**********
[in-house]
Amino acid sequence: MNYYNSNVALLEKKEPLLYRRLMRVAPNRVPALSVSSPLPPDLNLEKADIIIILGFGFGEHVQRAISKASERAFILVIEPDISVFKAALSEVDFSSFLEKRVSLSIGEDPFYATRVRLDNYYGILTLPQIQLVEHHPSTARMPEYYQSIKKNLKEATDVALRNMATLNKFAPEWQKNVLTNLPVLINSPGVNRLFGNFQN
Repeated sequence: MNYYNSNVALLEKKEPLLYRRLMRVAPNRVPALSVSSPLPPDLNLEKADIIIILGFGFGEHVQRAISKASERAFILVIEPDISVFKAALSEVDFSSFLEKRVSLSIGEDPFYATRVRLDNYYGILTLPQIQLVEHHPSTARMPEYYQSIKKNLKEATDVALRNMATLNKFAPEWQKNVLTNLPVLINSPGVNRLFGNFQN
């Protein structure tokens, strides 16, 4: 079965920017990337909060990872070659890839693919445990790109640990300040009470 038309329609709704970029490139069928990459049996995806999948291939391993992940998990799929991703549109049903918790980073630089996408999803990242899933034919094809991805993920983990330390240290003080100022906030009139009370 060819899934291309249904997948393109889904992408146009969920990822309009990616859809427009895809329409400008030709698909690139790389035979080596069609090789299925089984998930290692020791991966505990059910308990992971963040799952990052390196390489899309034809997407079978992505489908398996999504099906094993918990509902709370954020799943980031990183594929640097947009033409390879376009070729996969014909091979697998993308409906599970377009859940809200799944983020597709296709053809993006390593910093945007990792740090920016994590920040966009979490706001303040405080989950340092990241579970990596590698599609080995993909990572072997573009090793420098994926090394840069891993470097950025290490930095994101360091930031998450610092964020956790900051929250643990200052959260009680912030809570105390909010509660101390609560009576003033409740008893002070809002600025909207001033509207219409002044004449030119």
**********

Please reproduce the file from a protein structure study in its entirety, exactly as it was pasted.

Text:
[in-house]
Amino acid sequence: MNYYNSNVALLEKKEPLLYRRLMRVAPNRVPALSVSSPLPPDLNLEKADIIIILGFGFGEHVQRAISKASERAFILVIEPDISVFKAALSEVDFSSFLEKRVSLSIGEDPFYATRVRLDNYYGILTLPQIQLVEHHPSTARMPEYYQSIKKNLKEATDVALRNMATLNKFAPEWQKNVLTNLPVLINSPGVNRLFGNFQN
Repeated sequence: MNYYNSNVALLEKKEPLLYRRLMRVAPNRVPALSVSSPLPPDLNLEKADIIIILGFGFGEHVQRAISKASERAFILVIEPDISVFKAALSEVDFSSFLEKRVSLSIGEDPFYATRVRLDNYYGILTLPQIQLVEHHPSTARMPEYYQSIKKNLKEATDVALRNMATLNKFAPEWQKNVLTNLPVLINSPGVNRLFGNFQN
């Protein structure tokens, strides 16, 4: 079965920017990337909060990872070659890839693919445990790109640990300040009470 038309329609709704970029490139069928990459049996995806999948291939391993992940998990799929991703549109049903918790980073630089996408999803990242899933034919094809991805993920983990330390240290003080100022906030009139009370 060819899934291309249904997948393109889904992408146009969920990822309009990616859809427009895809329409400008030709698909690139790389035979080596069609090789299925089984998930290692020791991966505990059910308990992971963040799952990052390196390489899309034809997407079978992505489908398996999504099906094993918990509902709370954020799943980031990183594929640097947009033409390879376009070729996969014909091979697998993308409906599970377009859940809200799944983020597709296709053809993006390593910093945007990792740090920016994590920040966009979490706001303040405080989950340092990241579970990596590698599609080995993909990572072997573009090793420098994926090394840069891993470097950025290490930095994101360091930031998450610092964020956790900051929250643990200052959260009680912030809570105390909010509660101390609560009576003033409740008893002070809002600025909207001033509207219409002044004449030119």